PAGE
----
Little-known facts about the band's giant-making album, which turns 30 this year
This July, U2 celebrate the 30th anniversary of their classic, multi-million selling fifth album, ‘The Joshua Tree’. The legendary group are playing Twickenham Stadium (July 8) as part of a celebratory tour, backed by special guests Noel Gallagher’s High Flying Birds. Released in 1987, it topped the charts in over 20 countries, paving the way for U2’s stadium-conquering exploits ever since. As the album turns 30, here are a few facts you may not know about its inception.
Bono performing on the original ‘Joshua Tree’ tour
After a humanitarian trip with his wife Ali, Bono contrasted the poverty of the African country with a life of wealth and apathy back home. “Spending time in Africa and seeing people in the pits of poverty, I still saw a very strong spirit in the people, a richness of spirit I didn’t see when I came home.” He added: “I saw the spoiled child of the Western world. I started thinking, ‘They may have a physical desert, but we’ve got other kinds of deserts.’ And that’s what attracted me to the desert as a symbol of some sort.”
The late singer volunteered to pick ‘The Joshua Tree’’s running order while the album was being mixed. The only specifics were for ‘Where the Streets Have No Name’ to open, with ‘Mothers of the Disappeared’ closing. The rest was up to her. It’s fair to say she did a pretty great job.
At the time, U2 felt ‘Sweetest Thing’ didn’t fit with the rootsy, grand-scoped feel of ‘The Joshua Tree’. As such, they used it as the B-side to ‘Where the Streets Have No Name’. But due to its legacy as a fan favourite, the song was re-recorded and re-released as part of the band’s ‘The Best of 1980-1990’ compilation. Its 1998 re-release topped the charts in Ireland and Canada, peaking at #3 in the UK.
‘One Tree Hill’ was written in memory of Greg Carroll, a roadie who went on to become one of Bono’s closest friends. A tragic motorcycle accident in Dublin killed Carroll, and the song was written shortly after, building from a jam session between Bono and Brian Eno. The frontman recorded his vocals in one go, too overwhelmed by emotion to attempt another take.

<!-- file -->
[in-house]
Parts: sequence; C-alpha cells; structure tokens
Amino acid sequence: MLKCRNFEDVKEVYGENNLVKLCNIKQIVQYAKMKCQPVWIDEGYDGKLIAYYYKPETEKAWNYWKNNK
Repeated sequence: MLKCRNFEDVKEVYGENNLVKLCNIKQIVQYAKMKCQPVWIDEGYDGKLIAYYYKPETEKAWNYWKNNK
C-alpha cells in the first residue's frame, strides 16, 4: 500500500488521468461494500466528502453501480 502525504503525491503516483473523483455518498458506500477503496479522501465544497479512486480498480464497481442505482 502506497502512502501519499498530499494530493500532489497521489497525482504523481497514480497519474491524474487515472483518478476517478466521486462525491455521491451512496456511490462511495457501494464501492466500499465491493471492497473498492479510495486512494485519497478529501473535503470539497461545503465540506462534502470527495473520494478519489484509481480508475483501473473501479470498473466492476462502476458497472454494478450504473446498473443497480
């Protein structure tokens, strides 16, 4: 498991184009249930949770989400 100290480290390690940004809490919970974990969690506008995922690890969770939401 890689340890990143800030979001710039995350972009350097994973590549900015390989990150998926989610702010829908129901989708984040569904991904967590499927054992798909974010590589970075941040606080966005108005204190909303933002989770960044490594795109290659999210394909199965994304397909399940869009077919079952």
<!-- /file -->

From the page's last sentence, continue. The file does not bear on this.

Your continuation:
In 2014, ‘The Joshua Tree’ was added to the National Recording Registry’s collection of works considered “culturally, historically or aesthetically significant.” Inductees are made invincible, essentially – preserved for future generations to discover. Others include Jeff Buckley’s ‘Hallelujah’ song and Lauryn Hill’s ‘The Miseducation of Lauryn Hill’ LP.
The record’s iconic sleeve, shot by Anton Corbijn in the California desert, helped make the spot a revered landmark. Unfortunately, the fabled spot didn’t outlive the record itself. The tree itself died in 2000 and was reportedly vandalised in 2015, its remaining stump hacked down for no apparent reason. It was discovered by a devastated fan on his annual hike near the tree.
In 2015, Dutch tourist Guus Van Home – who owned the Tilburg venue 013 – reportedly died near the location of the Joshua Tree in search of the renowned spot. Van Home and his wife Helena Nuellett “wanted to visit” the landmark, according to friends.
Just as ‘The Joshua Tree’ was being pressed, Bono got cold feet and panicked about whether it was any good. He nearly called the production plant to prevent its pressing, but the frontman fortunately saw sense.